The United States ambassador to the United Nations, Nikki Haley, has defended Israel for its “restraint” in dealing with protests that left at least 60 Palestinians dead in violent clashes with the military.
Thousands of Gaza residents turned out for the funerals of loved ones killed by Israeli troops on Tuesday as protests over the opening of the new US embassy in Jerusalem resulted in the bloodiest day for Palestinians since the 2014 Gaza conflict.
Among the dead from shooting or tear gas was an eight-month-old baby who died from tear gas that her family said she inhaled at a protest camp.
Two more Palestinians were killed overnight in separate shootings in Gaza, while Palestinian medical authorities said more than 2200 protesters had been injured by gunfire or tear gas.
The Israeli army estimated that more than 40,000 Palestinians took part in the protests at a dozen sites along the border fence, and said its soldiers were following “standard operating procedures” to push back people seeking to break through the border fence.
At a special meeting of the United Nations Security Council on Wednesday morning (AEST), Ms Haley denied the violence in Gaza was a response to the new US embassy, saying the blame laid with the Palestinian Hamas party.
“Who among us would accept this type of activity on your border? No one would,” Ms Haley told the UN.
“No country in this chamber would act with more restraint than Israel has,” she said.
Ms Haley said the opening of the US embassy in Jerusalem “does not undermine prospects for peace in any way”.
“Those who suggest that the Gaza violence has anything to do with the location of the American embassy are sorely mistaken. Rather, the violence comes from those who reject the state of Israel in any location,” she said.
The UN Middle East peace envoy Nikolay Mladenov said there was “no justification” for the Israeli response and called the protesrs a “day of tragedy.”
He urged the international community to refrain from taking unilateral action that steers Israel and Palestine away from the peace process.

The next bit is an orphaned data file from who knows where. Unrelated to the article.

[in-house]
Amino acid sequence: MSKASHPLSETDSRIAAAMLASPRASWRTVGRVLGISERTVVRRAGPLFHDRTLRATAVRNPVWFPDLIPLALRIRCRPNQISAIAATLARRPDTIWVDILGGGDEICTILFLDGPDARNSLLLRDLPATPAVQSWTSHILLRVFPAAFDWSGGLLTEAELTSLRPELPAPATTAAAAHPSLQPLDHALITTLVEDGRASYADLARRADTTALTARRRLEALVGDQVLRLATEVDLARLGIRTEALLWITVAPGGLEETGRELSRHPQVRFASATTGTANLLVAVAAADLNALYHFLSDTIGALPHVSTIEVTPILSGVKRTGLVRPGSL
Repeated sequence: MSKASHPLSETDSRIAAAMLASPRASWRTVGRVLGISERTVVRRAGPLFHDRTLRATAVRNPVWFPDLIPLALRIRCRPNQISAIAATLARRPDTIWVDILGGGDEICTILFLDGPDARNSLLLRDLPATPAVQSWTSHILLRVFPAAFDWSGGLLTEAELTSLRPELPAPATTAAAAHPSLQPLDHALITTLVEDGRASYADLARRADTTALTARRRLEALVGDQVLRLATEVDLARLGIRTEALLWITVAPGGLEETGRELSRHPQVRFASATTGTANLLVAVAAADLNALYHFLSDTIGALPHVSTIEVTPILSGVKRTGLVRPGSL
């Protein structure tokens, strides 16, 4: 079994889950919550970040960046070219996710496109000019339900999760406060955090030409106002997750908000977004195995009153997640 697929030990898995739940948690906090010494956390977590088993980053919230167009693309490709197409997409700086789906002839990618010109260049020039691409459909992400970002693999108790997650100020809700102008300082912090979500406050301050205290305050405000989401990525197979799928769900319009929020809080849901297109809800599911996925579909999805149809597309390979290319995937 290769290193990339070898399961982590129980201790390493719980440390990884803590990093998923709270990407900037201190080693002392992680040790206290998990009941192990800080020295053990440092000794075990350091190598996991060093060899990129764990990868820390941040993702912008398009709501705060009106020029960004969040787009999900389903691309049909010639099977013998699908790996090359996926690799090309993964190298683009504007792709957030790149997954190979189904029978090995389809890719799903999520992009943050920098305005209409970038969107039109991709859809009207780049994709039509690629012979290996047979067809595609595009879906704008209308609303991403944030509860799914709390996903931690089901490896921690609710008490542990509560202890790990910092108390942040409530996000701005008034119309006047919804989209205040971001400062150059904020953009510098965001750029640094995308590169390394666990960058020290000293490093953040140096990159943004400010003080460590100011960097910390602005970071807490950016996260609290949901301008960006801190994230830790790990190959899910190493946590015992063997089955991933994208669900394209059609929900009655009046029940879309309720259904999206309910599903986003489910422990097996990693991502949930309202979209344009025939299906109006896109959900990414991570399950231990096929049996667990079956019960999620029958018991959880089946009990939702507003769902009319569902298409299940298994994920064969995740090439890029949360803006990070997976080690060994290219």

International criticism has poured down on Israel for its use of force on the border, with Belgium, Ireland and Turkey all summoning their Israeli ambassadors.
Turkish broadcasters said the Israeli top envoy was told “return to Tel Aviv for a while”.
State broadcaster TRT said the ambassador was being told to leave.
In an apparent tit-for-tat, Israel then requested the Turkish consul general in Jerusalem leave the country.
The moves fall short of formal expulsions but come after Turkish President Recep Tayyip Erdogan said Israel committed “genocide” in killing dozens of Palestinians along the Gaza border.
Demonstrators took to the streets in South Africa in solidarity with Palestinians on Wednesday morning, with anti-apartheid icon Archbishop Desmond Tutu declaring himself “broken-hearted” over the violence.
In a phone call with Israeli Prime Minister Benjamin Netanyahu, French President Emmanuel Macron denounced the killing of civilians and urged Israel to protect civilians and allow peaceful protest, according to a source close to the Elysee Palace.
German Chancellor Angela Merkel showed understanding for Israel’s security interests in a call with Mr Netanyahu, but stressed that the violence should not be a means to achieving political goals, her spokesman Steffen Seibert said.
The move comes after the US on Tuesday blocked the adoption of a joint UN Security Council statement calling for an independent investigation.
In Geneva, the UN human rights office condemned what it called the “appalling deadly violence” by Israeli forces and said it was extremely worried about what might happen later.